‘HASTUS streamlines the back-and-forth between the infrastructure manager and train operators’ says Alexandre Savard. ‘If a rail operator requests a new train path or changes to an existing path to better fit its new timetable, HASTUS can use custom or standard data interfaces such as RailML to analyse and process responses from the infrastructure manager. For instance, if track access is granted, but with a slight time variation, HASTUS would automatically inform the operator if this violates any of its rolling-stock circulation rules or creates any discrepancies in workforce assignments. By improving integration and collaboration between stakeholders, HASTUS ensures that all resources required at a given time and location are available. This makes it easier
for operators to adapt their services more efficiently while controlling access costs and planning more robust schedules.’

Rolling stock maintenance
Creating and securing a viable rolling stock plan is yet another complex matter. Operators naturally want to keep these plans as stable as possible, as any planned or unplanned changes to rolling stock are likely to impact timetables and assigned staff. With optimization software, operators can generate, compare and put rolling-stock plans in service in record time.

‘The rolling-stock optimization algorithms in HASTUS can consider variables such as passenger demand, infrastructure constraints, rolling-stock types, yard capacity, maintenance and servicing plans and overnight service’ says Pennont. ‘This ensures the most cost-efficient deployment of rolling stock to cover all services while meeting maintenance requirements.’

By generating and optimizing rolling stock plans, operators can increase network robustness and quality of service while adapting schedules more dynamically to meet changing passenger demand or cope with service adaptations such as track works.

It can also lead to potential cost savings by reducing mileage, improving maintenance schedules and accurately defining the required workforce.

‘Optimization is a multi-variable problem in which resources, quality of service and costs have to be carefully balanced’ says Savard. ‘Optimization software leads to better-adapted rolling-stock plans that are robust, conflict-free, and ready to put in service with minimal adjustments.’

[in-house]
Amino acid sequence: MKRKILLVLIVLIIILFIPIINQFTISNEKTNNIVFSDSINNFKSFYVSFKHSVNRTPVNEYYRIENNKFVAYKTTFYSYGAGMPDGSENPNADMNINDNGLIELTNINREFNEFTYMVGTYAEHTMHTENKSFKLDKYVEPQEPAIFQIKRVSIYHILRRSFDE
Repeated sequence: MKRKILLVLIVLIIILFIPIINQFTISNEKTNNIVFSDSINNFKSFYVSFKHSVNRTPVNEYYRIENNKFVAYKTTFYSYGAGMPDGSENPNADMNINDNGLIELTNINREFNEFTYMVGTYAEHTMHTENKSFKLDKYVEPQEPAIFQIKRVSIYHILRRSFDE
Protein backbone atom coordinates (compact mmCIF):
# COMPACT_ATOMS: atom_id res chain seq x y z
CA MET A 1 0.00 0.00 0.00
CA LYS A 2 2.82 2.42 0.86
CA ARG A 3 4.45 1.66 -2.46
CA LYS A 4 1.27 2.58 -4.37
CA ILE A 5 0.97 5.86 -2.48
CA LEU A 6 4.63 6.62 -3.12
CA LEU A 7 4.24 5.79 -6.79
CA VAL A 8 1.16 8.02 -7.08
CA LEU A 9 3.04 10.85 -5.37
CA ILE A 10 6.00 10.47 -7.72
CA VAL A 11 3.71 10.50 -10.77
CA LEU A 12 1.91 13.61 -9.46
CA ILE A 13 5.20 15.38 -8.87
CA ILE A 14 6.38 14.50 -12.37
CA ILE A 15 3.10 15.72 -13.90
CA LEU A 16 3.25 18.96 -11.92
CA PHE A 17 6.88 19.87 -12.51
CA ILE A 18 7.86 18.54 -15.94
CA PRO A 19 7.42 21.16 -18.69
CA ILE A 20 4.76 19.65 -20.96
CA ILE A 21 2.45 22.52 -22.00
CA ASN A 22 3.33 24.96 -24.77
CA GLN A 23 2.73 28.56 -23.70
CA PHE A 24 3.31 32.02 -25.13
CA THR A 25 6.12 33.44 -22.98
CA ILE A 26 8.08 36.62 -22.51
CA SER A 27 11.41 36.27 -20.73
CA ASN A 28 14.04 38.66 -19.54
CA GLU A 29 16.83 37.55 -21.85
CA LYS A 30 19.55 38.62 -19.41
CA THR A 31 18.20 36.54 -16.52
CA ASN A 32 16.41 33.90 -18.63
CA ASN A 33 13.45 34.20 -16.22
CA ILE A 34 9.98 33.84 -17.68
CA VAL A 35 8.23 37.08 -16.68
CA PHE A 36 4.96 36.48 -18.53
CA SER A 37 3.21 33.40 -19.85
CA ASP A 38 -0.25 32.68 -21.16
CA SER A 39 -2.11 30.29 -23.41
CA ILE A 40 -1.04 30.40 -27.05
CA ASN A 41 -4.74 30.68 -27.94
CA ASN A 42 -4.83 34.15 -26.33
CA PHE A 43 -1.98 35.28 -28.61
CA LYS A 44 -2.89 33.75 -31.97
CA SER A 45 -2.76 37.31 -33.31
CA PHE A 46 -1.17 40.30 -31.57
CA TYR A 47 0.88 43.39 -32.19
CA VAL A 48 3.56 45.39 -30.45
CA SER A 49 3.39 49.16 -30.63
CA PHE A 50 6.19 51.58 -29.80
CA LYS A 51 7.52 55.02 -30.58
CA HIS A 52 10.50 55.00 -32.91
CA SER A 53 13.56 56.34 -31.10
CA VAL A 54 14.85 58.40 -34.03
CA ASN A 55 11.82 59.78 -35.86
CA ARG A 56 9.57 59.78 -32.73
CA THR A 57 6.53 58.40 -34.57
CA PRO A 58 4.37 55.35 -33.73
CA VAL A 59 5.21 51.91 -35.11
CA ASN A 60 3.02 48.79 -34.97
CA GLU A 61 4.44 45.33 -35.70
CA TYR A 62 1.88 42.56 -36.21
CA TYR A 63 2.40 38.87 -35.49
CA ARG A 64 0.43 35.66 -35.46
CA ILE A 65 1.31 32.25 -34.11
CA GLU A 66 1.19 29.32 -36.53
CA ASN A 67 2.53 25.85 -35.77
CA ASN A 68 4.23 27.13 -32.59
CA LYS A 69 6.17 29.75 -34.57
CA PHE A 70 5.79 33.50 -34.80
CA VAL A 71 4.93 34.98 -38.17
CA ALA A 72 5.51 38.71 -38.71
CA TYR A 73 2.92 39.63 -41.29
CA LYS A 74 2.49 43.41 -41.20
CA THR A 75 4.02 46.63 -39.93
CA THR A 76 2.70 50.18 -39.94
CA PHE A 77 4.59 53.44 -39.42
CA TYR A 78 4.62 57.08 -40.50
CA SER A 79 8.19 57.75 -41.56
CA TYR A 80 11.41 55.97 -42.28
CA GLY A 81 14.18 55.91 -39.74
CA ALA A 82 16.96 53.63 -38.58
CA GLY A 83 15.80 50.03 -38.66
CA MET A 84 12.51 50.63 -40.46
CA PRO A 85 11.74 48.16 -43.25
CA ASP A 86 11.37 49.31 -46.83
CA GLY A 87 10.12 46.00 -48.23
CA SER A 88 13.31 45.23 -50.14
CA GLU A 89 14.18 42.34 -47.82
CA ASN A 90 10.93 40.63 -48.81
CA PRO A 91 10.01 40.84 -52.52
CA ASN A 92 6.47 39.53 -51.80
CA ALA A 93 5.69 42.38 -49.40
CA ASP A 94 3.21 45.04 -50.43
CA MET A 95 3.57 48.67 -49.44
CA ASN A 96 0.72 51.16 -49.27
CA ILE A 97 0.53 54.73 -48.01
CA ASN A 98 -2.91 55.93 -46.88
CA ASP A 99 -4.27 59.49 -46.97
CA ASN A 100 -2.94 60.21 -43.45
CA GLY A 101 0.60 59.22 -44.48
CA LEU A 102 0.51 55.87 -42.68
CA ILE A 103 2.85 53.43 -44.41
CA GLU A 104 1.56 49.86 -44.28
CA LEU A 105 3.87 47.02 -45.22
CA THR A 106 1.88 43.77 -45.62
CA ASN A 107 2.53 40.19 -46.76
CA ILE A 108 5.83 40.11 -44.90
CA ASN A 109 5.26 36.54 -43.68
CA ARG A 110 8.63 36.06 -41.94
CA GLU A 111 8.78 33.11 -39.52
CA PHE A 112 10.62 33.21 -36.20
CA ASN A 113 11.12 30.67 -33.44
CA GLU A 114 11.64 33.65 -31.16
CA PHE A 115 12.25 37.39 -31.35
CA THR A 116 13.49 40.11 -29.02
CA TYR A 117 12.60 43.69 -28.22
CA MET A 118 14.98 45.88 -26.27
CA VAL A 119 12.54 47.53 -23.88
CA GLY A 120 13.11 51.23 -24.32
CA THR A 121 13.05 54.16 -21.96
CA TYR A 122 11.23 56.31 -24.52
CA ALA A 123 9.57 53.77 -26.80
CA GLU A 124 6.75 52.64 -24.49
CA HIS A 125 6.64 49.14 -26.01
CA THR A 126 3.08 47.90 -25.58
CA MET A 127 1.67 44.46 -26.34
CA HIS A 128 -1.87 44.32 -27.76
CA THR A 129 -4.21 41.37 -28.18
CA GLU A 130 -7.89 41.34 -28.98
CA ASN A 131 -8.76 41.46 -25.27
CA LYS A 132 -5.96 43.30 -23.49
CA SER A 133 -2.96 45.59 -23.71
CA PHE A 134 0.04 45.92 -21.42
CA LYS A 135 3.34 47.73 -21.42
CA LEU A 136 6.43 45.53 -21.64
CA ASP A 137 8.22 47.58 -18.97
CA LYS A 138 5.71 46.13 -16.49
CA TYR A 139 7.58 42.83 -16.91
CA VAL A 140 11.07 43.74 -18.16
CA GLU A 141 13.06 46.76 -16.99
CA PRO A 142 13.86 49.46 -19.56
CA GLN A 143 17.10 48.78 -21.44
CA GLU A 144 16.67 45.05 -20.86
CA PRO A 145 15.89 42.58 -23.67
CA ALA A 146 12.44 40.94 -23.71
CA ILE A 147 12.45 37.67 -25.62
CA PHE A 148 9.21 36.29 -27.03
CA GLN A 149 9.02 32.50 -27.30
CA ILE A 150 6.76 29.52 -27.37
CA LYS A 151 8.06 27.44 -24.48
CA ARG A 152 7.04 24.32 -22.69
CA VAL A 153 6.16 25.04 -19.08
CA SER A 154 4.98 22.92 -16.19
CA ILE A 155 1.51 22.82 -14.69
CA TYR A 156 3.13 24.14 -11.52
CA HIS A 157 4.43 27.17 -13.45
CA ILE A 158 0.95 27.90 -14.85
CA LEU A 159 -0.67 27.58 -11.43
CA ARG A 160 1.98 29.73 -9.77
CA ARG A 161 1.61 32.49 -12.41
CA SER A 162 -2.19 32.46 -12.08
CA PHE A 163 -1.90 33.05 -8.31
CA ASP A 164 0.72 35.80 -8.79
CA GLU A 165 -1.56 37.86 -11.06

Empower frontline staff
Technology also lets operators build more freedom into their workforce assignments. One case in point is SNCF, which recently tested a dynamic work-assignment system that considers staff preferences at the Paris Est station. This was done in the context of a major HASTUS implementation program aimed at transforming rolling-stock and workforce planning and management at
SNCF Voyages, Transilien and TER. GIRO has also collaborated with several operators on developing short-term optimization algorithms and personalized rostering features in HASTUS. Instead of assigning detailed workweeks several months in advance, operators now only publish days off and high-level duties to employees on a mobile portal. Employees then enter their work preferences for a given date or period using their smartphone.

‘If a train driver who normally works day shifts needs to attend to some personal matters, they can indicate a preference for evening shifts for the next little while’ explains Pennont. ‘When the adjustments period is closed, HASTUS distributes work by taking into account all rules, regulations, qualifications, costs and personal preferences in the most efficient and fair manner possible.’

Operators who adopt this more flexible and personalized short-term planning approach report a significant decrease in absenteeism, uncovered work and overtime costs. Employees say they have a better work-life balance and feel empowered because they are more involved in the planning process.

‘We support rail operators across the globe, and nearly all of them are focused on building enough resilience into their ecosystem to handle whatever the future brings’ says Alexandre Savard. ‘Optimization software lets them improve robustness, flexibility and efficiency.’